Evaluation of LSA1-repeatless, PfSSP2, Pfs25, AMA-1, CSP, SERA, and MSA-1 expression by NYVAC-Pf7. The rabbit anti-LSA-1 serum immunoprecipitates 72 Kd and 75 Kd secreted LSA1-repeatless peptides from NYVAC-Pf7-infected Hela cells. The expression of MSA-1, SERA, AMA-1, CSP, Pfs25, and PfSSP2 in NYVAC-Pf7-infected cells was detected by immunoprecipitation with rabbit anti-gp195 serum, rabbit anti-p126 serum, pooled human anti-malaria serum, mAb Pf2A10, mAb 4B7, and mouse anti-PfSSP2 serum, respectively. A schematic presentation of the genome of NYVAC Pf7 is shown in FIG. 12.

The P. falciparum proteins included in this multicomponent, multistage vaccine are the CSP and PfSSP2 sporozoite proteins, the LSA-1 liver stage protein, the MSA-1, SERA, and AMA-1 blood (and liver) stage proteins, and the Pfs25 sexual stage protein.

EXAMPLE 35 SURFACE EXPRESSION OF P. FALCIPARUM ANTIGENS BY NYVAC-Pf7 (vP1209)

To determine if the P. falciparum antigens expressed by NYVAC-Pf7 (vP1209) were expressed on the cell surface, infected cells were evaluated by flow cytometry after staining for surface fluorescence with specific antibodies. Expression of CSP, PfSSP2, and Pfs25 on the surface of HeLa cells infected with NYVAC-Pf7 (vP1209) was demonstrated. The quantity of CSP and PfSSP2 expressed on the cell surface by NYVAC-Pf7 is somewhat less than that expressed by the appropriate NYVAC single recombinants. Expression of Pfs25 by NYVAC-Pf7 is equivalent to that of NYVAC-Pfs25.

Because of the lack of monospecific reagents with which to detect AMA-1, applicants utilized pooled human anti-malarial serum. Surface expression of AMA-1 and CSP were detected by this reagent, based on reactivity with HeLa cells infected with NYVAC-AMAL and NYVAC-CSP. Levels of expression of these two antigens were generally equivalent by these single recombinants. The pooled serum reagent reacted with NYVAC-Pf7-infected cells with an intensity roughly twice that of the single recombinants. From this result, without necessarily wishing to be bound by any one theory, AMA-1 is being expressed by NYVAC-Pf7, as the expression of both CSP and AMA-1 by this recombinant should be additive, resulting in a fluorescence intensity with this reagent that is higher than the control single recombinants.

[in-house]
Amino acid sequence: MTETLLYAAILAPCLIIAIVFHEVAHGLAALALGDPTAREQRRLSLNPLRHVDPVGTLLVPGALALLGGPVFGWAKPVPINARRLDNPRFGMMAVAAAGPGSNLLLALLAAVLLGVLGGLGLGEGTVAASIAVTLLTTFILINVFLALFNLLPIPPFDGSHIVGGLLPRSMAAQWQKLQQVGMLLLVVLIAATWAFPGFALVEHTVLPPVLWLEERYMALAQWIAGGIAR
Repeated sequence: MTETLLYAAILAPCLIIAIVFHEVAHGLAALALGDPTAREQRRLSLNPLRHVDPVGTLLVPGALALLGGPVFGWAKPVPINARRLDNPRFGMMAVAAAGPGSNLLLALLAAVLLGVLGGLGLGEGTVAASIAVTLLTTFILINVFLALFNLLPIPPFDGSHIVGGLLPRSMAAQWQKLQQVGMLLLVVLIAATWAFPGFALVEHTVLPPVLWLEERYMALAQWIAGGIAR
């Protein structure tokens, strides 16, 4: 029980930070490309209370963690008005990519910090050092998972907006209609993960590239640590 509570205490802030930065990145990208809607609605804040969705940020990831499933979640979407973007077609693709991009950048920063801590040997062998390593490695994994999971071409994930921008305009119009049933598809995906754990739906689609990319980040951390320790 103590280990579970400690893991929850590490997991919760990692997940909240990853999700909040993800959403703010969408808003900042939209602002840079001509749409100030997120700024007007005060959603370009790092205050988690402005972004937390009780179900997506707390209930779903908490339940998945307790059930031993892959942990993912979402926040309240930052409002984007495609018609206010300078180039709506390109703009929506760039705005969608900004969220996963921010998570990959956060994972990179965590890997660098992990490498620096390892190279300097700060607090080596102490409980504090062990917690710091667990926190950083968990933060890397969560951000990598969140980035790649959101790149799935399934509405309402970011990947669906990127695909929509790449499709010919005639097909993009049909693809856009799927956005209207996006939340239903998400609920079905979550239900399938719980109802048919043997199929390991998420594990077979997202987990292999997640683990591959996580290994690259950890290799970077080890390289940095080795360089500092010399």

Although NYVAC-Pf7 expressed low levels of MSA-1 on the cell surface, the NYVAC-MSA1 single recombinant is negative for surface expression with the rabbit anti-gp195 serum. These results were replicated with two mAbs, one of which recognizes the N-terminus and the other the C-terminus of MSA-1. The expression of MSA-1 with other malaria antigens by NYVAC-Pf7 may alter either the conformation of the protein on the cell surface or transport to the cell surface. NYVAC-Pf7-expressed MSA-1 is recognized by immunoprecipitation. Based on these results, applicants have classified the cell surface expression of NSA-1 by NYVAC-Pf7 as .

Surface expression of LSA1-repeatless and SERA was not evaluated as previous studies with other recombinants expressing these proteins have indicated that they are not surface associated, but secreted.

EXAMPLE 36 PHENOTYPIC HOMOGENEITY OF NYVAC-Pf7 (vP1209)

In order to determine that NYVAC-Pf7 (vP1209) is genetically homogenous and that all plaques in the population were expressing the P. falciparum gene products, a plaque immunoscreen was performed using monospecific sera. Applicants evaluated expression of five of the P. falciparum components of NYVAC-Pf7 (vP1209) with this assay: CSP with mAb Pf2A10, PfSSP2 with mAb 88:10:161, MSA-1 with mAb 3D3, SERA with mAb 23D5, and Pfs25 with mAb 4B7. LSA1-repeatless or AMA-1 expression were not evaluated because the rabbit anti-LSA-1 serum does not recognize LSA1-repeatless in this assay and there is currently a lack of monospecific reagent for AMA-1. Two lots of NYVAC-Pf7 (vP1209) were evaluated. The results indicated that the viral populations in both NYVAC-Pf7 (vP1209) stocks were homogenous for expression of the five P. falciparum proteins. For each stock, 100% of the evaluated plaques were positive for expression of CSP, PfSSP2, MSP-1, SERA, and Pfs25.

EXAMPLE 37 PHENOTYPIC STABILITY OF NYVAC-Pf7 (vP1209) AFTER PASSAGE